Mitigating Credit Risk: The Value of Loan Covenants

Mitigating Credit Risk: The Value of Loan Covenants


Credit risk is the risk of a borrower defaulting on loan repayment. The lender’s greatest risks are non-payment of the principal sum and the failure to recover their interest (profits) from the borrower. In a recent report by the Bank of Uganda (“BOU” or “Regulator” ), debt default by the borrowers to the commercial banks in Uganda increased by about 15% to Uganda shillings 780 billion for the period January 2020 to March 2020. It is expected this number will further rise in light of the adverse economic impact of the coronavirus pandemic.

Commercial banks in Uganda should pay particular attention to credit risk considering that the inability to collect disbursed loans affects their profitability and ultimately capital reserves adequacy that can invoke the action of the regulator. The Bank of Uganda closely monitors the loan portfolio performance of commercial banks and there are various reporting requirements set out under the Financial Institutions Act, 2004. The Financial Institutions (Credit Classification and Provisioning) Regulations, 2005, for instance, require banks to mark a credit facility as non-performing if its principal or interest is due and has not been paid up after ninety days from the date it was due. In addition, the bank is required to report to the Central Bank (Bank of Uganda) on the “bad debtors” within thirty days after the end of the reference quarter or risk facing administrative sanctions.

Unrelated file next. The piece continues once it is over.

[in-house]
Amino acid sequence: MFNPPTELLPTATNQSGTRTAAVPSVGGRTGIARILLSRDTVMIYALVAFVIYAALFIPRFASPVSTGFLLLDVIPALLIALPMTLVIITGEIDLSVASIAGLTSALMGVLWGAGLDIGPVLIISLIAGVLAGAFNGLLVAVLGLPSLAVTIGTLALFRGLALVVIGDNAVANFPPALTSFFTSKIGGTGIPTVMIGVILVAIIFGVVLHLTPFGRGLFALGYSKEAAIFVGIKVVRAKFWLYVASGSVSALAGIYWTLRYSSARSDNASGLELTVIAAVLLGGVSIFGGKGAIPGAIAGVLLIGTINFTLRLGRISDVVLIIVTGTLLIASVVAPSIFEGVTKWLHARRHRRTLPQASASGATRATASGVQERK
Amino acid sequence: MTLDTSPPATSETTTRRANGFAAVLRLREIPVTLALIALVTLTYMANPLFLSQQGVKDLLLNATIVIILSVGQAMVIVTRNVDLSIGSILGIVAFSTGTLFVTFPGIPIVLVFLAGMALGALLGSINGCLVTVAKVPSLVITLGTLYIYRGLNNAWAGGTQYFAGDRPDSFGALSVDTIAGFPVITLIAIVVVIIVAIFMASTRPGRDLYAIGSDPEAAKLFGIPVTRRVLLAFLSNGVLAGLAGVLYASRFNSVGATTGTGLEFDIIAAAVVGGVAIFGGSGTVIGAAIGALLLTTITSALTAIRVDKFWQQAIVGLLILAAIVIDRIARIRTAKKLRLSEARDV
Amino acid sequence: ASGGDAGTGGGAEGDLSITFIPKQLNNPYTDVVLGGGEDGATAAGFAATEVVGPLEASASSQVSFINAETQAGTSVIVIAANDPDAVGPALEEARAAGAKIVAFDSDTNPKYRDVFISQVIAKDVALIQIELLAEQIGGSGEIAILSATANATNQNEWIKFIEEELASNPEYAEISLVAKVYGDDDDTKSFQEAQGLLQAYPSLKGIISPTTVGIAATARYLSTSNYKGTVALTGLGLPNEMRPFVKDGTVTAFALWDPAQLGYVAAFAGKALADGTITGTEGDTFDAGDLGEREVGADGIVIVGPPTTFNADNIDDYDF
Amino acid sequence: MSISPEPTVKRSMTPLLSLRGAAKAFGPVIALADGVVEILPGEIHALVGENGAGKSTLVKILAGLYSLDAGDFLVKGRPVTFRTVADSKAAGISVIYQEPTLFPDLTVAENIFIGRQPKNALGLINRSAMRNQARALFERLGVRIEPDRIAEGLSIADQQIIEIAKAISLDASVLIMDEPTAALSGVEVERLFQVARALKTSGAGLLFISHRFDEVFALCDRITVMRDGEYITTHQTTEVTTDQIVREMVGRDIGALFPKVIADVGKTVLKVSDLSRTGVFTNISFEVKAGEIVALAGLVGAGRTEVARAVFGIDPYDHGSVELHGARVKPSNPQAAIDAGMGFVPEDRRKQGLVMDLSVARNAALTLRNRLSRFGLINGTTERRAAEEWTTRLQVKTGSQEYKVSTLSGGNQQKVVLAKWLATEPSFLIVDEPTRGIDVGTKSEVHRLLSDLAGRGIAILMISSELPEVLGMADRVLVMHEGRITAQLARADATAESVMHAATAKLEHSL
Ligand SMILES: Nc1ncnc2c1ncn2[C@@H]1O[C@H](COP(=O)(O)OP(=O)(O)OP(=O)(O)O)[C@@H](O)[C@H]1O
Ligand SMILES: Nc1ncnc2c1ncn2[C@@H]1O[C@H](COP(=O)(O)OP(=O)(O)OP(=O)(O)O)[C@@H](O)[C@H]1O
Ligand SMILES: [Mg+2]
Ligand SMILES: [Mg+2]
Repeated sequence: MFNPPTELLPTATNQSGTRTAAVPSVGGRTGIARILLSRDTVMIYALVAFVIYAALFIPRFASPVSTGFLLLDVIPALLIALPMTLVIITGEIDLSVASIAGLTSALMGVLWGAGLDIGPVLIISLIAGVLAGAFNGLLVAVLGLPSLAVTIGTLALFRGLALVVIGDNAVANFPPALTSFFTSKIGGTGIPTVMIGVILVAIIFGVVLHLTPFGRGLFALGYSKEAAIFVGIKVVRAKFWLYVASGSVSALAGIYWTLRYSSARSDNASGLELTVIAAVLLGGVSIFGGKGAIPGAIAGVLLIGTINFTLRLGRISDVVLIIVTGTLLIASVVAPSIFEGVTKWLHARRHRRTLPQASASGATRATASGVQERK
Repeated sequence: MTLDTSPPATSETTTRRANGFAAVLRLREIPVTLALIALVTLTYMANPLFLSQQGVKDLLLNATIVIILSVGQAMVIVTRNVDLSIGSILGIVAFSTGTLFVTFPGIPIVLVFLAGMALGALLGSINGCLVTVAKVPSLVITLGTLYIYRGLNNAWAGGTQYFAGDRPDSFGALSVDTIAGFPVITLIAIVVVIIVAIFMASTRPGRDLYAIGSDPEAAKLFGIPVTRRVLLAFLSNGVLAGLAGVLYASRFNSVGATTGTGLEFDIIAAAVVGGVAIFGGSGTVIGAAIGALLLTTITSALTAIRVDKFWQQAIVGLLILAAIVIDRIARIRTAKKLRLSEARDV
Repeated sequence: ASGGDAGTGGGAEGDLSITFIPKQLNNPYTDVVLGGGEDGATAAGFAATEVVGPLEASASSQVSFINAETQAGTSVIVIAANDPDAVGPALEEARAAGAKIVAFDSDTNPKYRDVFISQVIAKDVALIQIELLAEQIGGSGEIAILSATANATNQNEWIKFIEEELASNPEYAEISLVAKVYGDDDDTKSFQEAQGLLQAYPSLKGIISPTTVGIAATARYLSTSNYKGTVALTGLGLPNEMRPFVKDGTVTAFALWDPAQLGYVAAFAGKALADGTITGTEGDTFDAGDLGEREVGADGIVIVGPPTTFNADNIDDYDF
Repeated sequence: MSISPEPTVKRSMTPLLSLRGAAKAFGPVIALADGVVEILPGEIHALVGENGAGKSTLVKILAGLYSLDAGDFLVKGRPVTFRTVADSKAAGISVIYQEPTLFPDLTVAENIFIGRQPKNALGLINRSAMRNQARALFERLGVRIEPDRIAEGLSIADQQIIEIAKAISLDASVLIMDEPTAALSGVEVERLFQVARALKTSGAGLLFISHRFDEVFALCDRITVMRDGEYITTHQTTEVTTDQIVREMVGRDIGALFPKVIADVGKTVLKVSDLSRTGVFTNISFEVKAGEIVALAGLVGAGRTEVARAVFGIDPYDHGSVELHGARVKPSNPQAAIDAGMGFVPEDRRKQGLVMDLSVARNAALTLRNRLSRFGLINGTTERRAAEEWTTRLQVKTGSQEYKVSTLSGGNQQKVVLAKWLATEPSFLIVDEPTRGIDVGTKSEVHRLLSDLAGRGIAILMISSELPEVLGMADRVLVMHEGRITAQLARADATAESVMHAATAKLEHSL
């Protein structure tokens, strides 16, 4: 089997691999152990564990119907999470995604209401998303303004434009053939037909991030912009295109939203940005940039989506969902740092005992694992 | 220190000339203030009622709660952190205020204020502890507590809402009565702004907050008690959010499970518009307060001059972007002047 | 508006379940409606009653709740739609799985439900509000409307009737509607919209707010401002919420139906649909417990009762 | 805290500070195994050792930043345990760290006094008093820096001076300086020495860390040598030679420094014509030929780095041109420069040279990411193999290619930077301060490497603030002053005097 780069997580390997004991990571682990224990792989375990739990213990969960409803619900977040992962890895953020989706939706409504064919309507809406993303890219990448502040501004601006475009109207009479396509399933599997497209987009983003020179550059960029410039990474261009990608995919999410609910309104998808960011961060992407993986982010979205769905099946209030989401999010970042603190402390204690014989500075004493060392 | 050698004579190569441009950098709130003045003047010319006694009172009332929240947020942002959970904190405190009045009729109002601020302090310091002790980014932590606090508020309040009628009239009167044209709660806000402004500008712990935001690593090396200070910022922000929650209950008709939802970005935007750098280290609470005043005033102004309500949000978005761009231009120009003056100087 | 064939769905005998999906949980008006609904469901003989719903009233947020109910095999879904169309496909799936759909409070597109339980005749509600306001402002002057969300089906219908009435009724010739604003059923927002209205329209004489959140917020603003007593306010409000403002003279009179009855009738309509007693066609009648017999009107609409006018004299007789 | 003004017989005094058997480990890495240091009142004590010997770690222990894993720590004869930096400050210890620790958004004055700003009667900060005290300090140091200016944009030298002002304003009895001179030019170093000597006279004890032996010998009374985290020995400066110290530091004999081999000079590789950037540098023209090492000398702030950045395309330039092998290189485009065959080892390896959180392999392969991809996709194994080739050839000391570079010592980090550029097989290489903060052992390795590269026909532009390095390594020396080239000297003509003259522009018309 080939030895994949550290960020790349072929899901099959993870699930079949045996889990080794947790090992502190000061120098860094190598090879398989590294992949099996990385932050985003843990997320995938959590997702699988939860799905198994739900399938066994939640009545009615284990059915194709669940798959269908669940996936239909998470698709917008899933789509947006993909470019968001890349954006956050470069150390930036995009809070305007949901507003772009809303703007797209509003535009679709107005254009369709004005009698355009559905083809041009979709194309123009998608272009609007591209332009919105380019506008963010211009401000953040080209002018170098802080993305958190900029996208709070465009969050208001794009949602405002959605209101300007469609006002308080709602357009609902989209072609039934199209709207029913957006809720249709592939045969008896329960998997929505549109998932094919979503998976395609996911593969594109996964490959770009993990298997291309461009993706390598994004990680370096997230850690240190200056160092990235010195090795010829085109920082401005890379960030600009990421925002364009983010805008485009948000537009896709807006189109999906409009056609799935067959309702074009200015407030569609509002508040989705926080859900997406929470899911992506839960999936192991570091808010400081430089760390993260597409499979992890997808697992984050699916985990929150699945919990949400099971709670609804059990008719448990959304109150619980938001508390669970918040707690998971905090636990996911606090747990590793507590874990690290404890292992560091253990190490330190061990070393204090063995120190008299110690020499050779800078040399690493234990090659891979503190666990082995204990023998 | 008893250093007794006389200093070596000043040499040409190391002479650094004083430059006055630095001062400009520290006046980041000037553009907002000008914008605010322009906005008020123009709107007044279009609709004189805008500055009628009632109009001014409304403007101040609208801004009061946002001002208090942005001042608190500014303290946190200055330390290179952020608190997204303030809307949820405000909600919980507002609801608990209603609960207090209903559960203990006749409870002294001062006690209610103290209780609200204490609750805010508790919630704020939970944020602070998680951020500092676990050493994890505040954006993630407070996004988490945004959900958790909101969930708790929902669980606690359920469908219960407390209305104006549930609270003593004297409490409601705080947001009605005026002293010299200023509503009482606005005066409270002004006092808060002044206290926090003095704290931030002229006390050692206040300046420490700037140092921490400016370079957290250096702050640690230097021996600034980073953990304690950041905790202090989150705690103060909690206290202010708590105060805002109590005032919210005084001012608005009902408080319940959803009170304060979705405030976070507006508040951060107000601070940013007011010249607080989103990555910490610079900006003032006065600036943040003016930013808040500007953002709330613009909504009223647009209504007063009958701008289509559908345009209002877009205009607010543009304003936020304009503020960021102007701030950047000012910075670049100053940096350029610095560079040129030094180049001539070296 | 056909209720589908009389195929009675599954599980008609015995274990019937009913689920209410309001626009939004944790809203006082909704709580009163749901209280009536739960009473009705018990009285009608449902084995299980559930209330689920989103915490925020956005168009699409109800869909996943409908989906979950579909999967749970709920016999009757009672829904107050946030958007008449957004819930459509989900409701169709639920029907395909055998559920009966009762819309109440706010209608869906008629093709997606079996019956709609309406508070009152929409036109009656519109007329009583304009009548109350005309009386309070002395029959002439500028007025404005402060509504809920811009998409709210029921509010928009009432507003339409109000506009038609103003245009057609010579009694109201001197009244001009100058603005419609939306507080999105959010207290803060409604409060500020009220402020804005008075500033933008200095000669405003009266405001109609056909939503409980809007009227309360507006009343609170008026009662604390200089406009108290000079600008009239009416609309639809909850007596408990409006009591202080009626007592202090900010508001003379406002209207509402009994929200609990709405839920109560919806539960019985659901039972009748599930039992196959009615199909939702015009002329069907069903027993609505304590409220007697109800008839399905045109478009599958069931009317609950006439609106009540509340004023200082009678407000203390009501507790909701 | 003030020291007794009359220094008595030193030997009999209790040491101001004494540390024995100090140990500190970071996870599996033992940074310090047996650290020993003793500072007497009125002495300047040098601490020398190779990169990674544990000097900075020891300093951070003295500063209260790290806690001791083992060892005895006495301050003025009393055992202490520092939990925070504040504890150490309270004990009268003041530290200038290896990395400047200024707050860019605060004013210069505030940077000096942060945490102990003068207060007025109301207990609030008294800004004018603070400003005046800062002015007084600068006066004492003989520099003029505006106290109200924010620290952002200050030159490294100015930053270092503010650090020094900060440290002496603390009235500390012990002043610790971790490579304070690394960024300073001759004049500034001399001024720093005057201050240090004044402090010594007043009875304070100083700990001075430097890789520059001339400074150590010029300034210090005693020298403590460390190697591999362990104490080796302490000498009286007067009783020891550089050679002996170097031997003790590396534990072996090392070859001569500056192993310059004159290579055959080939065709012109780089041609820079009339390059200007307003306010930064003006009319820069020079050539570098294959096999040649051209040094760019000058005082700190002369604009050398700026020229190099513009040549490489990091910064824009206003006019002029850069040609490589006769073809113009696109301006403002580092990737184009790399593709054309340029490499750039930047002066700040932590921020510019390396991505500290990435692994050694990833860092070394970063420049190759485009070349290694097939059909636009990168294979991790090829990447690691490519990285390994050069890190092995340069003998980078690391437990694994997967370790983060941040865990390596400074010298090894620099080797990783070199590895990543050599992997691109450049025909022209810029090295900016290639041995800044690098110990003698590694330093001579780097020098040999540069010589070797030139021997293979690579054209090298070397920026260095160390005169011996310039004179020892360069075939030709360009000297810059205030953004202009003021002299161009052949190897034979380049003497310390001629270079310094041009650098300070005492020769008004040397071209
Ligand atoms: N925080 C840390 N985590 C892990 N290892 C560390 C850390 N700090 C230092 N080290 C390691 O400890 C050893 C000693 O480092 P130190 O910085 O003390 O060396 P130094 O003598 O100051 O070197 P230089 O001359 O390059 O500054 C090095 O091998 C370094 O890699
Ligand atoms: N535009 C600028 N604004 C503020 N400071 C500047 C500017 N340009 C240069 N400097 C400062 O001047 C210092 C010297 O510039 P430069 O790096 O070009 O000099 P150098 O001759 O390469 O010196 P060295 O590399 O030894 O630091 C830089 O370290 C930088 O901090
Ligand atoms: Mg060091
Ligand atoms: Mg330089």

Crested Towers, the Head Office of Stanbic Bank Uganda Limited, Uganda’s largest commercial bank by assets and branch network. Photo Courtesy, Orare.

Although the Companies Act 2012, generally prohibits directors from committing fraudulent acts against the interest of creditors, this general protection is a “one size fits all” approach which does not provide the best protection to creditors. Thus lenders must contractually seek to monitor the business of the borrower rather than wait until the brink of bankruptcy, which would expose their claims to greater uncertainty. By the use of covenants, lenders are able to impose obligations and restrictions that safeguard their interests.

The first part of the article will discuss how the application of loan covenants addresses the agency conflict of directors. In particular, the article shall point out how covenants minimize the risk of the borrower’s non-payment through monitoring their day-to-day running in effect ensuring that the directors of the borrower are mindful of the lender’s interest. In the second part, the article will make the case that loan covenants may also be valuable to other stakeholders in three ways: Firstly, they enhance the valuation of the borrower, in effect benefitting other creditors, employees and shareholders. Secondly, that loan covenants benefit other small-scale lenders who can free ride on monitoring done by the bigger adjusting creditors. Thirdly, that loan covenants diminish the likelihood of mismanagement or fraud by the borrower. Despite the foregoing exposition spelling out their value, loan covenants, if excessive may limit the borrowers management to act in the best interests of the company.

Non Payment and Insolvency Risk